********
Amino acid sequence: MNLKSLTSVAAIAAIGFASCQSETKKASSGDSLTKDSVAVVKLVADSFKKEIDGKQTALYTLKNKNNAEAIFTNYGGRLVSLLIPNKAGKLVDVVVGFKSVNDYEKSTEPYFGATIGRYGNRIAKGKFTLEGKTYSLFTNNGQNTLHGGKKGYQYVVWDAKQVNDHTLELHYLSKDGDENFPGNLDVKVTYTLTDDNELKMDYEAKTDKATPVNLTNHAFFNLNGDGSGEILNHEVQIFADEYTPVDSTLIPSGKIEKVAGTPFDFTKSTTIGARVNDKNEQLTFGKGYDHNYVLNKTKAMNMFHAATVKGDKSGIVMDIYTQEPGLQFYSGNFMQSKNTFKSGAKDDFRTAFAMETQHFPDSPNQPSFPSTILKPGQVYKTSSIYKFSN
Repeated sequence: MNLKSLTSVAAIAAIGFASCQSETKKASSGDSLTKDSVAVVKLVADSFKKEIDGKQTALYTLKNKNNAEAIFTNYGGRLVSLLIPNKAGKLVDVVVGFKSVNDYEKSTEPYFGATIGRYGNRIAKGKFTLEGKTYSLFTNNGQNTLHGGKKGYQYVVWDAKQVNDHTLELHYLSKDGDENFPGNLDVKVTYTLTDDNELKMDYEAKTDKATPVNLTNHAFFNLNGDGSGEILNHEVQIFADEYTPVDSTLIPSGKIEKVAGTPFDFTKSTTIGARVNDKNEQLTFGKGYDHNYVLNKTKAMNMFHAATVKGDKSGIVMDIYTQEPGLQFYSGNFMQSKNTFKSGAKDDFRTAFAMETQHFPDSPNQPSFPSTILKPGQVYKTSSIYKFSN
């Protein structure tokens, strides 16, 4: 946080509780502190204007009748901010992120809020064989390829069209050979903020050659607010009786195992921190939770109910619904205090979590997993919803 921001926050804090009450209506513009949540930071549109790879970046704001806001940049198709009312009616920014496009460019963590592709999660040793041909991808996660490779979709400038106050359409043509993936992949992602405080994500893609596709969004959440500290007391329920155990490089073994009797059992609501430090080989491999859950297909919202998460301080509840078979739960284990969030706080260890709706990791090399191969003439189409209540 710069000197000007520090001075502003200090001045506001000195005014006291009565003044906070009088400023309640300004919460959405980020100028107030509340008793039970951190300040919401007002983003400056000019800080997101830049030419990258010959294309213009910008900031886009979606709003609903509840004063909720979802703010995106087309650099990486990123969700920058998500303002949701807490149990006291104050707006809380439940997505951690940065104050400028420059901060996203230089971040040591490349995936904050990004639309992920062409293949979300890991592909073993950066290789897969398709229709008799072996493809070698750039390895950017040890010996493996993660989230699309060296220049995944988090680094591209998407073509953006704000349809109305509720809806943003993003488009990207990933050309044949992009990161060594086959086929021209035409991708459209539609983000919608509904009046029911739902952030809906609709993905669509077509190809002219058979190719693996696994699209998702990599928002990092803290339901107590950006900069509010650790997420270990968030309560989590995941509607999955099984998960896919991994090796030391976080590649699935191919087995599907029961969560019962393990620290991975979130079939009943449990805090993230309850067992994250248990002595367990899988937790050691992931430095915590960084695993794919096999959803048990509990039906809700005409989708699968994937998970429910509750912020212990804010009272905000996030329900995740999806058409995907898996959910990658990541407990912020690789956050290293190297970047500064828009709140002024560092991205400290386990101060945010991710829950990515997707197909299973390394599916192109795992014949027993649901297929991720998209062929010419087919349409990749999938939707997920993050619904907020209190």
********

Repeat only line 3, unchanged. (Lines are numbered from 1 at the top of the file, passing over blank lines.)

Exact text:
């Protein structure tokens, strides 16, 4: 946080509780502190204007009748901010992120809020064989390829069209050979903020050659607010009786195992921190939770109910619904205090979590997993919803 921001926050804090009450209506513009949540930071549109790879970046704001806001940049198709009312009616920014496009460019963590592709999660040793041909991808996660490779979709400038106050359409043509993936992949992602405080994500893609596709969004959440500290007391329920155990490089073994009797059992609501430090080989491999859950297909919202998460301080509840078979739960284990969030706080260890709706990791090399191969003439189409209540 710069000197000007520090001075502003200090001045506001000195005014006291009565003044906070009088400023309640300004919460959405980020100028107030509340008793039970951190300040919401007002983003400056000019800080997101830049030419990258010959294309213009910008900031886009979606709003609903509840004063909720979802703010995106087309650099990486990123969700920058998500303002949701807490149990006291104050707006809380439940997505951690940065104050400028420059901060996203230089971040040591490349995936904050990004639309992920062409293949979300890991592909073993950066290789897969398709229709008799072996493809070698750039390895950017040890010996493996993660989230699309060296220049995944988090680094591209998407073509953006704000349809109305509720809806943003993003488009990207990933050309044949992009990161060594086959086929021209035409991708459209539609983000919608509904009046029911739902952030809906609709993905669509077509190809002219058979190719693996696994699209998702990599928002990092803290339901107590950006900069509010650790997420270990968030309560989590995941509607999955099984998960896919991994090796030391976080590649699935191919087995599907029961969560019962393990620290991975979130079939009943449990805090993230309850067992994250248990002595367990899988937790050691992931430095915590960084695993794919096999959803048990509990039906809700005409989708699968994937998970429910509750912020212990804010009272905000996030329900995740999806058409995907898996959910990658990541407990912020690789956050290293190297970047500064828009709140002024560092991205400290386990101060945010991710829950990515997707197909299973390394599916192109795992014949027993649901297929991720998209062929010419087919349409990749999938939707997920993050619904907020209190």